The effort and capital involved in applying for and receiving patents can make them among a company’s most valuable assets. According to an interview between attorney Steven H. Reisberg and Robert Ambrogi, patent loss through litigation could land a devastating blow to a company, crippling it in the market or forcing it out of business. Often, patent cases are marred by the complexity of the technology and outcomes “hinge on highly detailed scientific evidence.”
Ambrogi believes experts therefore become an indispensable part of the equation and often directly impact the outcome of a case. Concluding from the article and from our experience, some attorneys find it prudent to arrange for their retained expert to meet directly with the inventors of a patent or other technical staff of the client to better understand the item in question. In conjunction with counsel, these meetings have the opportunity to unveil new details and explore the depths of complex concepts.
In addition, this meeting could produce fruitful information that your expert may not be able to gather from ordinary documentation reviews or reading deposition transcripts, writes Ambrogi. During these meetings your expert may ask questions that help identify potential problems or anticipate arguments that could surface at trial.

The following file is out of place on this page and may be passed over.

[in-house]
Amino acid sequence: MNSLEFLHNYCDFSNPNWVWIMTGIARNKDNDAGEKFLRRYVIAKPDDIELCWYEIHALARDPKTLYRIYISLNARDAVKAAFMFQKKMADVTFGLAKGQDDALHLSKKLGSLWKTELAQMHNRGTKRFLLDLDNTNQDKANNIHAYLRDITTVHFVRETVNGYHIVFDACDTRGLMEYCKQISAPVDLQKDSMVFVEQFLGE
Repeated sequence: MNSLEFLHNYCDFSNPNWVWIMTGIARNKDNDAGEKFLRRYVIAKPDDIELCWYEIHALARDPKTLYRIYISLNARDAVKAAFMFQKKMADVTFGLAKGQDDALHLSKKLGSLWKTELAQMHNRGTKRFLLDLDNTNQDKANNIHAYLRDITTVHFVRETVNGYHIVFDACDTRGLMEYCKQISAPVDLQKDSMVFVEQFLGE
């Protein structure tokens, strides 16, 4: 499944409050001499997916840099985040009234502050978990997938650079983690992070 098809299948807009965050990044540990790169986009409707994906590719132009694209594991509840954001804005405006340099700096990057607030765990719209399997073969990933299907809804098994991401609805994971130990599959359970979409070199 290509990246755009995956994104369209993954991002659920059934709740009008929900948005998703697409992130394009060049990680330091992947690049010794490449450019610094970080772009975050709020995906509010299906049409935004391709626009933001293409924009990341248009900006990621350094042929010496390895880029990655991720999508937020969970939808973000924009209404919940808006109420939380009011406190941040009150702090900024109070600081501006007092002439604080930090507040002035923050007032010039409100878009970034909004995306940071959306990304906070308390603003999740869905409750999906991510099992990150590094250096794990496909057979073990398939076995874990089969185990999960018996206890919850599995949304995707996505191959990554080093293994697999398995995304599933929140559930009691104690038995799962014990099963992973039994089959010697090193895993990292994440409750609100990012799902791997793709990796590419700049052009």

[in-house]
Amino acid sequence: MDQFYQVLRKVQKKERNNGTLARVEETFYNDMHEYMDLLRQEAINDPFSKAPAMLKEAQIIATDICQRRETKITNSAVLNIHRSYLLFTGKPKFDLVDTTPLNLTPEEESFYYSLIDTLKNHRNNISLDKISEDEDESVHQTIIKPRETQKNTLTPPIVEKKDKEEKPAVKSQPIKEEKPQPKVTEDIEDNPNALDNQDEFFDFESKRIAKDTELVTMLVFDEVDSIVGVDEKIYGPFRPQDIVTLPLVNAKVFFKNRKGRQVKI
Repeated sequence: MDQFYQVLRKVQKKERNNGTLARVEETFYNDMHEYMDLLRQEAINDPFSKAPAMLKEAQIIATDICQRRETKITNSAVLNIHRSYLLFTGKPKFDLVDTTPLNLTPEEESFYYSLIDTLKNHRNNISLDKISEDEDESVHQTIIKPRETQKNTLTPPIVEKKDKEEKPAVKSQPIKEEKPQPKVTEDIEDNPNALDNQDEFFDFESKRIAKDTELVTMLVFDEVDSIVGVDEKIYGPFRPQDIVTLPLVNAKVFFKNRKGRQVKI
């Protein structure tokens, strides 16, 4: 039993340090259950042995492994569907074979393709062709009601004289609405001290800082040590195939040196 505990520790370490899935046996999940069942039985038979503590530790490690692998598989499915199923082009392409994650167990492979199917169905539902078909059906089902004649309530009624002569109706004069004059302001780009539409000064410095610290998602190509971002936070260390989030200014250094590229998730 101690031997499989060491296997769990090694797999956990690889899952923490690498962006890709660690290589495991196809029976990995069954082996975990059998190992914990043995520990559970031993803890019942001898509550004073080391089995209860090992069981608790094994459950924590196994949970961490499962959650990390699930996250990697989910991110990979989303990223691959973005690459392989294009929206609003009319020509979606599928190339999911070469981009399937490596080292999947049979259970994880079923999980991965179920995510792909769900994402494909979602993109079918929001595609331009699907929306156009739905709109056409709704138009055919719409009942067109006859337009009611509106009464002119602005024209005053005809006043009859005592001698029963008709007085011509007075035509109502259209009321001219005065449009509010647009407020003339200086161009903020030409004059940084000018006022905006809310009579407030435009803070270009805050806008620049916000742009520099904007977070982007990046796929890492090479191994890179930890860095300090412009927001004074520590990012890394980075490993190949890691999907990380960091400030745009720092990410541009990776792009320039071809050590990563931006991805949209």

Although arranging this type of meeting may not be necessary, or practical, on every occasion, it could lend confidence to your expert’s conclusions. It may also be beneficial to the end client in that it may build greater confidence in your expert, explains Ambrogi.
One caution, however, is that attorneys must be cognizant of potential discovery issues when arranging this type of meeting. You never know what may come out of these get-togethers; some attorneys might not want to take a chance. Mr. Reisberg, nonetheless, believes that “allow[ing] such concerns to dominate can be a case of the tail wagging the dog.”
Ultimately, the decision to engage in this type of meeting should be made on a case-by-case basis. The facts, the circumstances, and the necessity should all be weighed to determine if the benefits outweigh the costs. However, in doing so you might just unveil or clarify a crucial piece of the puzzle and strengthen your argument.
Tell us: Do you find it useful to have the inventors or technical teams meet with your expert?
Taken in part from “How to Make Best Use of an Expert in Patent Litigation,”.